By Royal Calkins
For a man of his apparent stature, John H. Park is relatively unknown, at least in California. Since he and his various partnerships own about seven licenses, the state gaming people have conducted background checks on him more than once. But those aren’t public record, so even when gaming agents find disqualifying information, they don’t make it public.
Park has proposed a new cardroom in the city of Marina. In 2020, a Gaming Control Commission agenda item said its investigative staff was recommending denial of a license for Park because of something that turned up in a background investigation. The agenda and minutes didn’t say what was found during the clearance procedure. A commission representative said they couldn’t comment.
Park could not be reached to comment and a spokesman was able to offer only limited information before Voices’ deadline. The spokesman, East Bay lobbyist Gordon Galvan, said the issue had nothing to do with Park but instead involved an expired gaming license for a card room Pack was attempting to purchase. That raised questions about whether Park could acquire both the business and the license or would need to start from scratch with a license application. The commission allowed Park to move ahead without a new license. A similar issue could cloud Park’s effort to move into Marina.
Last year, Park won a huge gaming-related judgment but suffered a little bad publicity in the process. A Sonoma County jury awarded $47 million to Park because a one-time attorney of his, Tracey Buck-Walsh of Healdsburg, undermined him while he was unsuccessfully attempting to buy half interest in one of the state’s largest card rooms, Casino M8trix, in San Jose.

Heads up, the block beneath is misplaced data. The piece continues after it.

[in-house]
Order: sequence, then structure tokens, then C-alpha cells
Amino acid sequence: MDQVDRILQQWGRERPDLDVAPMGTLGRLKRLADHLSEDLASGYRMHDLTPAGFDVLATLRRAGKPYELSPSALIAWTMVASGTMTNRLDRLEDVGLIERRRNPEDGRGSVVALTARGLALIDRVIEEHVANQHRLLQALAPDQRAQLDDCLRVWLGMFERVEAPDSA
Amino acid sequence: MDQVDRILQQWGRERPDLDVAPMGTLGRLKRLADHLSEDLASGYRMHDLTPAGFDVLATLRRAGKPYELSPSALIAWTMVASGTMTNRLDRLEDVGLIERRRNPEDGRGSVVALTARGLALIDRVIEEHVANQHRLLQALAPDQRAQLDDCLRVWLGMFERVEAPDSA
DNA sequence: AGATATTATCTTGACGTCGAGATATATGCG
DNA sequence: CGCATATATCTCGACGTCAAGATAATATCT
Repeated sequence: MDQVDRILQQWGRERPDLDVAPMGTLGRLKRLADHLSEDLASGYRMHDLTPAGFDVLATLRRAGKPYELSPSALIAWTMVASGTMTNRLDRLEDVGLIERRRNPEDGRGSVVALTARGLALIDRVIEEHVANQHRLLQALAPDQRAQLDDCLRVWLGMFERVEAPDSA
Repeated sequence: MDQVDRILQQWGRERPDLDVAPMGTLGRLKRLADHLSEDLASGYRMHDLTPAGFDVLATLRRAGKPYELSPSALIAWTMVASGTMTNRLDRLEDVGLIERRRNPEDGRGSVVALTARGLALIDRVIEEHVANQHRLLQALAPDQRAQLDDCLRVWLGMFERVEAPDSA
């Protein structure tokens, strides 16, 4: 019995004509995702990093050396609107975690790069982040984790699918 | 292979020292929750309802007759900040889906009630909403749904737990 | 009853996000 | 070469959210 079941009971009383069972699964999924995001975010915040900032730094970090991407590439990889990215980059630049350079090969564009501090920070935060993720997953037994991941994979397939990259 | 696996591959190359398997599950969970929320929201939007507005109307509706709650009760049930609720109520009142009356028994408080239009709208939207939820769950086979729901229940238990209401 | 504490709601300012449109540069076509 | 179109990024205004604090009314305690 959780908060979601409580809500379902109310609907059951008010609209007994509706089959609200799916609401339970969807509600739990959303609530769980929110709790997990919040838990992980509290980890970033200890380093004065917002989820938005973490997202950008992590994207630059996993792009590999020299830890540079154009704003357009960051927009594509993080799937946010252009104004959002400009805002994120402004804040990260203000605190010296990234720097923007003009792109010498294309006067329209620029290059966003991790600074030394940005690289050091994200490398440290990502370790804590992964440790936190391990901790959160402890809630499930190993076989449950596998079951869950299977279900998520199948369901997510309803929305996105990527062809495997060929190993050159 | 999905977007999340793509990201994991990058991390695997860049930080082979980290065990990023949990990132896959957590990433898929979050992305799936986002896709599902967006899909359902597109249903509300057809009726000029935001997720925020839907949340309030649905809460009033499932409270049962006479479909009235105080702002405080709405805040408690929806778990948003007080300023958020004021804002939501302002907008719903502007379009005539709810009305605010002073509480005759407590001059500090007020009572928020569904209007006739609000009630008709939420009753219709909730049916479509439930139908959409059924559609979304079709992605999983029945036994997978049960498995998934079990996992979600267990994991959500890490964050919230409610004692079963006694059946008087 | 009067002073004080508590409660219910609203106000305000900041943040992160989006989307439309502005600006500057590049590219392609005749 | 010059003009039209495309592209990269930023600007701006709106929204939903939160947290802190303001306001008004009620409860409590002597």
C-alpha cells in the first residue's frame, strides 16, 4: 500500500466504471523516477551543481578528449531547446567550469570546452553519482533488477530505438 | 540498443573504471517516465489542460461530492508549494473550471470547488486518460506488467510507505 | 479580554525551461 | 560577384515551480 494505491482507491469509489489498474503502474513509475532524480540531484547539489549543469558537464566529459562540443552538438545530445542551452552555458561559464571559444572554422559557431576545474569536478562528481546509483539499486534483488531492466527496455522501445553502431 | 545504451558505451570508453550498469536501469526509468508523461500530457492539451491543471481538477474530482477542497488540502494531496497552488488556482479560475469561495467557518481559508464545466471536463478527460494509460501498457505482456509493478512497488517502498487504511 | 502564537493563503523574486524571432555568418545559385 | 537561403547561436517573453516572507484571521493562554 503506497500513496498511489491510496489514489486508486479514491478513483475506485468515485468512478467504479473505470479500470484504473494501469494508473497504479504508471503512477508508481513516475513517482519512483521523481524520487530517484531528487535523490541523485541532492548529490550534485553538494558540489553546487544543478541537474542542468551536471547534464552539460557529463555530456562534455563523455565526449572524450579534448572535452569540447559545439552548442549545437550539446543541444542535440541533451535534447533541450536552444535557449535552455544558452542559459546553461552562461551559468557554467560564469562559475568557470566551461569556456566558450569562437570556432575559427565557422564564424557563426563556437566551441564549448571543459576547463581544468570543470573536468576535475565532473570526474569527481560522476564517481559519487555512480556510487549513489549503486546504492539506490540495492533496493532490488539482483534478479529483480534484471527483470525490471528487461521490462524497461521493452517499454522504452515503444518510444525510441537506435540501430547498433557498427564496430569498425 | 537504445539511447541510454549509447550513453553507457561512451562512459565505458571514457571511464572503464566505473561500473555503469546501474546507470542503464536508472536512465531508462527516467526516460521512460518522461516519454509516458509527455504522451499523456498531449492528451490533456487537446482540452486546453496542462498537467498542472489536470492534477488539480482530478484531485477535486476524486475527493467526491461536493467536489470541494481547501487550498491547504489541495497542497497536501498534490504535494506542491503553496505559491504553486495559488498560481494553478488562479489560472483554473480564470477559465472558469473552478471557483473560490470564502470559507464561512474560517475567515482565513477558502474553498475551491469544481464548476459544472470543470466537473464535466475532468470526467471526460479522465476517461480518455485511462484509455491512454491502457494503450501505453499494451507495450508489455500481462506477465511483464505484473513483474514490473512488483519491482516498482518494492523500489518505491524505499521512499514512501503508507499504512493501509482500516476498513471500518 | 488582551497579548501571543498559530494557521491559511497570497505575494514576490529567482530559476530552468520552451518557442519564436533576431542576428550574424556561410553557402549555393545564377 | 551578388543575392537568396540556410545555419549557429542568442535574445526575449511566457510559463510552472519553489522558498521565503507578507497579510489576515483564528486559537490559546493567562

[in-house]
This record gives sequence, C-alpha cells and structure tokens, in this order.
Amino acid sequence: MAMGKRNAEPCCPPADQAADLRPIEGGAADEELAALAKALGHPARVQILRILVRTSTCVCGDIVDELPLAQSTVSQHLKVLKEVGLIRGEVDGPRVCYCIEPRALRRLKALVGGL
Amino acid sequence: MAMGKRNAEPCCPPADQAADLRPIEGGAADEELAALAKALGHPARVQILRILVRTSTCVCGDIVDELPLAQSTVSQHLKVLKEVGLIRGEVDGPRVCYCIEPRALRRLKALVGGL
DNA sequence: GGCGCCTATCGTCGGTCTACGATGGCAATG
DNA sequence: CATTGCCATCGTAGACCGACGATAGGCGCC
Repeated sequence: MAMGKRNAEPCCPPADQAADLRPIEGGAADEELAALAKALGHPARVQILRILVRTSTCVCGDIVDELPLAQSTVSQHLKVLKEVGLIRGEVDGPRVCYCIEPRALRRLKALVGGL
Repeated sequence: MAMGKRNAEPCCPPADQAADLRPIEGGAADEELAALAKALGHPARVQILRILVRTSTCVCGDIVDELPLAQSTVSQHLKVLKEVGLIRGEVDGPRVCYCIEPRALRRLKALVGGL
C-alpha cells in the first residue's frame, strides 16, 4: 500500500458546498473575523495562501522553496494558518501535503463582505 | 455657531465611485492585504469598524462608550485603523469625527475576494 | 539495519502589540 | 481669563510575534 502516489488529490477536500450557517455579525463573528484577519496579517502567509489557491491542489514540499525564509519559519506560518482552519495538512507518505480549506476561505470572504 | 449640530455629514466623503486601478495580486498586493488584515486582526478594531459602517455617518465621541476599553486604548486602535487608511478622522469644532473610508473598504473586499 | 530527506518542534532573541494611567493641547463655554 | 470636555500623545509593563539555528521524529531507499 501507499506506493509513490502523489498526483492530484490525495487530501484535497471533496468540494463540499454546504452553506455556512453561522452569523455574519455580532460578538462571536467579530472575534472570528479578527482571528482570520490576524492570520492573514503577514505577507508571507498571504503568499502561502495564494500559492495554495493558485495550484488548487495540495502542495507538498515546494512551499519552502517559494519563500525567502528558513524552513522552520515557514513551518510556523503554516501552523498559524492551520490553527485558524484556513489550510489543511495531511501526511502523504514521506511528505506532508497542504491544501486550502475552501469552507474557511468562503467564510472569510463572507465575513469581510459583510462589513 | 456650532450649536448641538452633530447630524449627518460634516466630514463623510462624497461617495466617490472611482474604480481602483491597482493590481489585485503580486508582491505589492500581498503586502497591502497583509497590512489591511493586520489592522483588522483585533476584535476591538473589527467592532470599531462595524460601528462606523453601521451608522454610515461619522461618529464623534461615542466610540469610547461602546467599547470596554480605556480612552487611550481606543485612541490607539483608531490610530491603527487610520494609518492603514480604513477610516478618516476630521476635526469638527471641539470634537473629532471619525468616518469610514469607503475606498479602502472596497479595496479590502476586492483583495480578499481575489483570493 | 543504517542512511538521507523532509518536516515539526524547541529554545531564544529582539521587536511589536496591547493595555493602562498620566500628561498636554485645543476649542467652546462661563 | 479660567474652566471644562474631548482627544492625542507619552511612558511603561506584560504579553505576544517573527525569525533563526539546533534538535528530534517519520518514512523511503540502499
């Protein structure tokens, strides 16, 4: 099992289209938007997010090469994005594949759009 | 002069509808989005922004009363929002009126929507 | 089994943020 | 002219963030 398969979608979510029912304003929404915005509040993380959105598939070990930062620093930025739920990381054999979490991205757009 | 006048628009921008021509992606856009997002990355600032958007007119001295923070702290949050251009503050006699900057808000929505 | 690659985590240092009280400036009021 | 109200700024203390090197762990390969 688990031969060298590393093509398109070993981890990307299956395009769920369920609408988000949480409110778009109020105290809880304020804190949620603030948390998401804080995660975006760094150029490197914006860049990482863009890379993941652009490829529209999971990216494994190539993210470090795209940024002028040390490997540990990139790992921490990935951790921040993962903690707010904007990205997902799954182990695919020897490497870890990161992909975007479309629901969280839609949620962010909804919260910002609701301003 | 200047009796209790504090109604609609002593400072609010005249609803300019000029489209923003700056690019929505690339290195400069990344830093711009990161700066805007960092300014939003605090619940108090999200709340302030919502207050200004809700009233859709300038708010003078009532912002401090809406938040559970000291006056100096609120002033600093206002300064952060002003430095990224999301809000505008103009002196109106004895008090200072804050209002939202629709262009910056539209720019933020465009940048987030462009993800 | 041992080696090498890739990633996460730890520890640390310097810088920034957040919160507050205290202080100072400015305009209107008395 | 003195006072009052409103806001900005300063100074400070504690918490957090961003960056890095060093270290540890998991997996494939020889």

Buck-Walsh told the Gambling Control Commission and competitors of Park that he was not worthy of a gaming license because of issues in his past, issues that she learned about while representing Park, issues that have not made it into the public realm.
In another case, the commission held a long evidentiary hearing into some of Park’s practices. Before a ruling was issued, he withdrew the application that prompted the hearing, according to state records.
Park’s gaming holdings are in Central and Northern California — including Livermore, Manteca, Lodi and Rancho Cordova — but he made a major move into the Southern California market last year. With the help of a $210 million loan, his Parkwest Casinos bought the Bicycle Hotel and Casino in Bell Gardens, a pioneer in the California card room biz. It features 185 card tables.
During the purchase process, the former owners admitted that they had not properly monitored a high-rolling Chinese national who used the casino to launder millions of dollars over several years.
At a Marina public forum Park sponsored on Jan. 11, Park told the small crowd that he started playing cards as a youth in Southern California. Soon, he said, the cardroom management asked him to work as a “proposition player.” Those are people who fill open spots at the gaming tables to help get games started and stimulate more interest and more betting. Park also operates a proposition company, which provides banking services to card rooms and casinos.
In college, he told the crowd, he studied statistics, good preparation for his chosen field, which he entered after selling cars for a time.
People who know Park say he usually gets what he wants. It could be because of his campaign contributions.
According to campaign financial reports, Park lent tens of thousands of dollars to oppose a ballot measure that would have allowed tribal casinos in California to start offering sports betting. While contributing generously to gambling-related measures, he also appears to have gone out of his way to support politicians who could have an impact on his ventures. The state Bureau of Gaming Control is part of the state Department of Justice, headed by Attorney General Rob Bonta, and the state Gambling Control Commission is part of the Governor’s Office. The five commission members are appointed by the governor. Park contributed a total of $39,200 to Gov. Newsom in 2017 and 2018 and $32,000 last year. Park and his company also made significant contributions to Bonta’s legislative campaigns, Bonta’s attorney general campaign and his wife’s legislative campaign last year.
Earlier he contributed to Kamala Harris’s attorney general campaigns.
During the state legislative races of the last couple of years, Park contributed to at least 45 candidates, mostly Democrats. He gave most of the candidates between $2,000 and $4,000, but some got more, including Mrs. Bonta and one candidate who went on to serve on the gaming commission.
City campaign records reportedly don’t show any contributions from Pack to any council candidates.
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